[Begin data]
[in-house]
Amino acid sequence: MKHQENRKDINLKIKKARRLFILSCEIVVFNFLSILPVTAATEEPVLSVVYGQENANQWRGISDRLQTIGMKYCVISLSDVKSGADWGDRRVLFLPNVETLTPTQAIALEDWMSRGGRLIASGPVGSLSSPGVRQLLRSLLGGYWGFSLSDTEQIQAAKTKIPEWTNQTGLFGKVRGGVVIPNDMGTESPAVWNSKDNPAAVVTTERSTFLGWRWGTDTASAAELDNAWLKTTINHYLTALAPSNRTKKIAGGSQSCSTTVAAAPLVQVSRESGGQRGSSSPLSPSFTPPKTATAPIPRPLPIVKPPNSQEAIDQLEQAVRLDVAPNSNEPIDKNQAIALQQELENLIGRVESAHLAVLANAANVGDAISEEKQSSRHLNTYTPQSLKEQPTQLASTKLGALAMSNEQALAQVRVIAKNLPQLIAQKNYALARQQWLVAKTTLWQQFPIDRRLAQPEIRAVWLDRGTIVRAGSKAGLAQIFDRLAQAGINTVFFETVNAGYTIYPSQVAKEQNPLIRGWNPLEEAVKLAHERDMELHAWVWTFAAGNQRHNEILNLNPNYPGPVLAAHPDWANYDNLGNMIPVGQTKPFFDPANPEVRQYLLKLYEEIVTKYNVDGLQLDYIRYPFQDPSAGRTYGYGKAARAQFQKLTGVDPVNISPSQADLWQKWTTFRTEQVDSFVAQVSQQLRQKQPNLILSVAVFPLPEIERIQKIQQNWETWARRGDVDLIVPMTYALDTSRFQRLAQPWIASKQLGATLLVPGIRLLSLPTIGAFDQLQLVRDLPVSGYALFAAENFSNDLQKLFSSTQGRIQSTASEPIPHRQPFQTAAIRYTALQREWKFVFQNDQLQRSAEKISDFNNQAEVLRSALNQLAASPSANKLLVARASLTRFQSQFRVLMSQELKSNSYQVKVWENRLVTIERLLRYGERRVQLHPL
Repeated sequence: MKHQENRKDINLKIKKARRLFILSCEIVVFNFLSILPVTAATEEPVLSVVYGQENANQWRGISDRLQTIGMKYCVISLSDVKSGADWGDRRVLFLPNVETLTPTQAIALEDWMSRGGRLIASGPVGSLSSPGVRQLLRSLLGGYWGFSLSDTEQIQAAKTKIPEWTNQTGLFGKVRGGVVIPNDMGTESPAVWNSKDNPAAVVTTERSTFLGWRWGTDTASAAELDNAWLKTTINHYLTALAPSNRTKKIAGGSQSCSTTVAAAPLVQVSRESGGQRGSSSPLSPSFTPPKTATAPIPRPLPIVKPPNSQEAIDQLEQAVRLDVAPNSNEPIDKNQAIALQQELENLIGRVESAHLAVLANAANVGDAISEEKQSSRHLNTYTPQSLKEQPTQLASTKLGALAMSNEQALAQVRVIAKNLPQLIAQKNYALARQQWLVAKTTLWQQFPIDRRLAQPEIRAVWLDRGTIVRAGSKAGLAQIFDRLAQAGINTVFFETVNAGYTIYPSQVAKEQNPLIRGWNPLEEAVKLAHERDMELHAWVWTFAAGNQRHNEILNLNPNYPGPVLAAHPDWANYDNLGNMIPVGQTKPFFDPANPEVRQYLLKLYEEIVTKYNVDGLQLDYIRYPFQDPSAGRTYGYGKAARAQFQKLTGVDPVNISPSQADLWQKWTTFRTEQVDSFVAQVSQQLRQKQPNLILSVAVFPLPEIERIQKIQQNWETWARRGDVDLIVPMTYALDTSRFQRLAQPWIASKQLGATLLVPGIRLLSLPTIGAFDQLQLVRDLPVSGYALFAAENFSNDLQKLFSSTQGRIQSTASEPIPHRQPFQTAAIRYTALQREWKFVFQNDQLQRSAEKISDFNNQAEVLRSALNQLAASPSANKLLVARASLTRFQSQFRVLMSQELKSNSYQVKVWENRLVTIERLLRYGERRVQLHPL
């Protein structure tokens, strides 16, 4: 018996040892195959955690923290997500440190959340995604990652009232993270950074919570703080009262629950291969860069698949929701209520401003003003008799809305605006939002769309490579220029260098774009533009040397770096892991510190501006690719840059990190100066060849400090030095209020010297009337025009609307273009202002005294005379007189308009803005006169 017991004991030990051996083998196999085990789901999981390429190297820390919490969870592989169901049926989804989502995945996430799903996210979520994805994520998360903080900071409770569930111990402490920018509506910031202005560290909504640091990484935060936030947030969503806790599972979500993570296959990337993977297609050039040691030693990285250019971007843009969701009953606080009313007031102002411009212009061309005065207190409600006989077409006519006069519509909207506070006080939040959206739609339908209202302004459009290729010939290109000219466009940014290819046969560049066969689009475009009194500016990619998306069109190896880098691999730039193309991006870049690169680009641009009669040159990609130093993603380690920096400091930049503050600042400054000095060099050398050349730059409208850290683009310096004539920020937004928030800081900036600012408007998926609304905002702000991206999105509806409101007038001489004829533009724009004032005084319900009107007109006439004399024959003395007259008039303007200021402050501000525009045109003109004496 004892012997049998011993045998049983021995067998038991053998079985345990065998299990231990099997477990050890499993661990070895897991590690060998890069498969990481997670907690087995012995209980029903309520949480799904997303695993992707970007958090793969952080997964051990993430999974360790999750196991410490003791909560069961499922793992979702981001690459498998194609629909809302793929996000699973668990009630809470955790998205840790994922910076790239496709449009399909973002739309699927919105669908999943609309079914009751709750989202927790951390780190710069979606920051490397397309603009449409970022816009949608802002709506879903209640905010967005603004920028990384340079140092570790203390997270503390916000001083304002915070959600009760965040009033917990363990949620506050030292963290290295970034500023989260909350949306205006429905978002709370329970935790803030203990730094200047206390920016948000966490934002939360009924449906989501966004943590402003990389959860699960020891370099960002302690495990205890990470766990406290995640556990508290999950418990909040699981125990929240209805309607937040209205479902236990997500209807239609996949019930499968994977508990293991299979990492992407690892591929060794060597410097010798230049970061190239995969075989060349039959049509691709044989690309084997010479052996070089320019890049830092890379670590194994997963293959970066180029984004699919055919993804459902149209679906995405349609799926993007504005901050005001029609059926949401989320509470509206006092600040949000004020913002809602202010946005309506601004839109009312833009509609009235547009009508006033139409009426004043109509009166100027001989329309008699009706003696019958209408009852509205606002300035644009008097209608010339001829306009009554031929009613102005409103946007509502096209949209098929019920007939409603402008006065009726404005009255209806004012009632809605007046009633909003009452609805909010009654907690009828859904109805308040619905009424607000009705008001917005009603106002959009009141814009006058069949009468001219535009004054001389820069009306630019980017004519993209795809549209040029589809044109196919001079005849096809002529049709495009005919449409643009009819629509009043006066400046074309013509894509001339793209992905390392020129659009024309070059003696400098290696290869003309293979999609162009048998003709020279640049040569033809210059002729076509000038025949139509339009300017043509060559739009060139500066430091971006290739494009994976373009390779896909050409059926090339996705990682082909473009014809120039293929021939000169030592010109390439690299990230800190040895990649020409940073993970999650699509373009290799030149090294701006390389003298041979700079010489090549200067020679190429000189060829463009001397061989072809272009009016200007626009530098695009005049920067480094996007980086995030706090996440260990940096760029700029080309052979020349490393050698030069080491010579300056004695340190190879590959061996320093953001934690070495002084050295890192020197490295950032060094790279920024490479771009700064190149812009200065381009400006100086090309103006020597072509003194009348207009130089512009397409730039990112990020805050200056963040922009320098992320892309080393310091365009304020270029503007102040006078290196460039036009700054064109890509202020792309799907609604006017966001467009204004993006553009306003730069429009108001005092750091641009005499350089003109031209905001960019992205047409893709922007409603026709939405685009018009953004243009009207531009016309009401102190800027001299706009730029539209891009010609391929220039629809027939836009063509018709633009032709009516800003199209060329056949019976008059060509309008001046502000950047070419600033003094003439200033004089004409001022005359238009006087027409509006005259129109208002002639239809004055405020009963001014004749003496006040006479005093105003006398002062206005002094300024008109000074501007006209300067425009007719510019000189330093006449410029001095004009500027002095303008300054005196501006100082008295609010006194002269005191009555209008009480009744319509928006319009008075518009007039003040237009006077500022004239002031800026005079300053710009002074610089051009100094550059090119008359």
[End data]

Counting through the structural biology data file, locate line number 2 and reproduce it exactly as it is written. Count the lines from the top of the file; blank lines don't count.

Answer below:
Amino acid sequence: MKHQENRKDINLKIKKARRLFILSCEIVVFNFLSILPVTAATEEPVLSVVYGQENANQWRGISDRLQTIGMKYCVISLSDVKSGADWGDRRVLFLPNVETLTPTQAIALEDWMSRGGRLIASGPVGSLSSPGVRQLLRSLLGGYWGFSLSDTEQIQAAKTKIPEWTNQTGLFGKVRGGVVIPNDMGTESPAVWNSKDNPAAVVTTERSTFLGWRWGTDTASAAELDNAWLKTTINHYLTALAPSNRTKKIAGGSQSCSTTVAAAPLVQVSRESGGQRGSSSPLSPSFTPPKTATAPIPRPLPIVKPPNSQEAIDQLEQAVRLDVAPNSNEPIDKNQAIALQQELENLIGRVESAHLAVLANAANVGDAISEEKQSSRHLNTYTPQSLKEQPTQLASTKLGALAMSNEQALAQVRVIAKNLPQLIAQKNYALARQQWLVAKTTLWQQFPIDRRLAQPEIRAVWLDRGTIVRAGSKAGLAQIFDRLAQAGINTVFFETVNAGYTIYPSQVAKEQNPLIRGWNPLEEAVKLAHERDMELHAWVWTFAAGNQRHNEILNLNPNYPGPVLAAHPDWANYDNLGNMIPVGQTKPFFDPANPEVRQYLLKLYEEIVTKYNVDGLQLDYIRYPFQDPSAGRTYGYGKAARAQFQKLTGVDPVNISPSQADLWQKWTTFRTEQVDSFVAQVSQQLRQKQPNLILSVAVFPLPEIERIQKIQQNWETWARRGDVDLIVPMTYALDTSRFQRLAQPWIASKQLGATLLVPGIRLLSLPTIGAFDQLQLVRDLPVSGYALFAAENFSNDLQKLFSSTQGRIQSTASEPIPHRQPFQTAAIRYTALQREWKFVFQNDQLQRSAEKISDFNNQAEVLRSALNQLAASPSANKLLVARASLTRFQSQFRVLMSQELKSNSYQVKVWENRLVTIERLLRYGERRVQLHPL